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Is Dental Insurance Worth the Cost

12 Nov, 2015

Is Dental Insurance Worth the Cost

It will be beyond the scope of this article to provide the origin of dental insurance in the United States. We can presume that as long as mankind has been eating, he or she has at one time or another experienced a painful issue with their teeth.
How dental remedies were administered is subject to our collective imaginations. The lore of western movies would allow us to imagine the town doctor, or dentist if they specialized, administering a half bottle of whisky to the patient and then proceeding to yank an errant tooth out by the roots with a tool fashioned by the village blacksmith.
Of course, some have seen the child with a tooth tied to a door knob by a string and moments later, the door slamming shut removing the tooth before a protest could be heard. Some reading this may have been that child. Finally, if the history of dentistry were not demonstrated enough we have the image of Tom Hanks in his role in the movie Castaway. In that scene we see an ice skate blade lodged against the disturbed tooth and then pounded with a rock to dislodge it.
Developments in today's dentistry should make us all thankful for the advancements that have taken place. From wellness visits with flavored pastes in lime, cinnamon or strawberry. Painless root canals due to local anesthesia and digital X-rays, allowing the dentist instant, pinpoint accuracy in assessing a problem, the field provides help and solutions to everyday citizens that would have commanded a king's ransom in the time of Cleopatra.
As the art form has increased and developed to make the practice of dentistry a modern marvel, so too is the means to pay for these twenty-first century services. In the western frontier, the doctor may have received a chicken or freshly killed game as payment in exchange for his service. Today, the compensation function many of us use is our dental insurance plan.
The discussion we are in does not question the value of dental services we receive. We are a fortunate people living in the United States at this time, and having the care available to us that we do. Remember, there are people in the world whose dental care is like that enacted by Mr. Hanks in his movie. What we are considering now is if dental insurance is worth the cost?
There are two sources for dental coverage that we may access. The first, and most common is a plan offered through or provided by an employer. If someone is going to pay for the coverage do not stare a gift horse in the mouth, as the saying goes. The second means of obtaining coverage is to buy a plan outright, paying monthly premiums. Here, consideration of value paid for value received is in question.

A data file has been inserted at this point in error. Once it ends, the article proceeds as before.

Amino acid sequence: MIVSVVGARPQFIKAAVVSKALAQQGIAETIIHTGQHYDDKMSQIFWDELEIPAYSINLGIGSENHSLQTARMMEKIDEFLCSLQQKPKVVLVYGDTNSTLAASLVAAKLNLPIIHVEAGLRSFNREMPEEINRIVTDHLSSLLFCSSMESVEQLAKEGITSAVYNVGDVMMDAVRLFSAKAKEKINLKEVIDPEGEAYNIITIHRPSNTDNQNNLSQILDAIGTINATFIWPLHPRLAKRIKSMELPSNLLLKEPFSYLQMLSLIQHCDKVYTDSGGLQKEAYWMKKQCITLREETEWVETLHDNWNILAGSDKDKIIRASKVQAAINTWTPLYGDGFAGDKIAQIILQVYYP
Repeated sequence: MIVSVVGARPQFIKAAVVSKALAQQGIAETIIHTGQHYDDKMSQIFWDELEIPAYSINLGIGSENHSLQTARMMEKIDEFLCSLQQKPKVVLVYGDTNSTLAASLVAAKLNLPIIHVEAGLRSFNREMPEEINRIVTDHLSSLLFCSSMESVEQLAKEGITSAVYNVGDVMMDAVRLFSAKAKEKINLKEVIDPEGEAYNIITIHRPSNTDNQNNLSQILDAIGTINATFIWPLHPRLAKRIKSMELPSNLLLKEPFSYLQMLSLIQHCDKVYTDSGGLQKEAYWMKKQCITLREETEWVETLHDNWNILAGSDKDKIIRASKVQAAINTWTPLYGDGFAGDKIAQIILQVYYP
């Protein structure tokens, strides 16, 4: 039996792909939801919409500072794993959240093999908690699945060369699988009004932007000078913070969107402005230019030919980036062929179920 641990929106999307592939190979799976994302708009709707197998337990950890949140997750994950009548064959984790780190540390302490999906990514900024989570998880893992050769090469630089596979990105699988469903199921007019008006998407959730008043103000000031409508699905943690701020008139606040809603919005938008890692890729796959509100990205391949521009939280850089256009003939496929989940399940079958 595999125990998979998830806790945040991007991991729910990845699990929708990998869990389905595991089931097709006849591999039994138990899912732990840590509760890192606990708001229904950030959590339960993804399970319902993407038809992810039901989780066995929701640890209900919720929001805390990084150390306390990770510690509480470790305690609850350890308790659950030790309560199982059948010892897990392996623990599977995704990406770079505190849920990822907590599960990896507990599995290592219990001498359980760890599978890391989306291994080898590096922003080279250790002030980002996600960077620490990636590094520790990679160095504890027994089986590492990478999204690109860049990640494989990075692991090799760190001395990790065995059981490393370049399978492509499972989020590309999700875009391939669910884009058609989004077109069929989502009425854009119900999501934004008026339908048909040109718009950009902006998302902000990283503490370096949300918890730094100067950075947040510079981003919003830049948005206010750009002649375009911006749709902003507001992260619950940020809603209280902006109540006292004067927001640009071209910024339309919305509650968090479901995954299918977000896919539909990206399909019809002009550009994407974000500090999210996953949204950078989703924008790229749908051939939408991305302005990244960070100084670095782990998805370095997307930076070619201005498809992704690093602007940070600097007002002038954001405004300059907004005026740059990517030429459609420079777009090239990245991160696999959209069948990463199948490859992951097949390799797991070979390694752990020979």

The prices estimated will generally be valid for most states with exception for New York, California, Washington D.C. and a few others where the cost for services are above the national average.
There are two basic types of reimbursement for dental coverage. Defined benefit and indemnity. In the first, the defined benefit form states that an exact dollar amount be paid for a specific procedure. An example would be $80 for a cavity filling. Todays reimbursement rate for the procedure is $80 and if the policy is not changed it will be $80 ten years from now.
The indemnity method will reimburse based on a percentage basis. The percentage may vary depending on the company but could range between 60% and 100%. These are general statements and the coverage will vary by state and company. Both methods, Defined and Indemnity, may utilize a small deductible as well.
In the long term there are advantages to both plans. The Defined Benefit plan would likely have a fixed, stable premium over the years as the payment for a service would stay the same. The Indemnity product would be expected to increase in cost because, as service costs increase, the percentage payment would also increase requiring a higher premium. A percentage of a larger number is a larger number.
Conversely, the Defined Benefit plan will pay a smaller percentage of the total cost over time if the service costs do rise, and they likely will. The Indemnity plan, as a percentage, will continue to pay larger benefits under the same conditions. The larger number theory again.
The remaining issue for value is the cost of the coverage and the benefit. On average, an individual at 40 years of age would pay about $400 per year. The benefit limit would be about $1000 per year. Preventive wellness benefits, a cleaning or a cleaning plus X-ray would be allowed immediately upon enrollment. A waiting period of six months would be expected before having available basic services, sealants, fillings and extractions. A waiting period of one year is usually required before major services such as crowns, bridges, dentures or root canals can be provided.
The $400 per year premium could easily pay for preventive wellness benefits twice a year. Remember, that all charges for service go toward the $1000 limit. The decision to pay $400 to get an additional $600 back would depend on an individuals needs. Some people have many dental issues, sometimes through heredity and the costs are justified because they know they will use the coverage. Others may like the peace of mind. Speaking for myself, spending 40 cents to get a dollar back is not a ratio that translates into a good insurance value.


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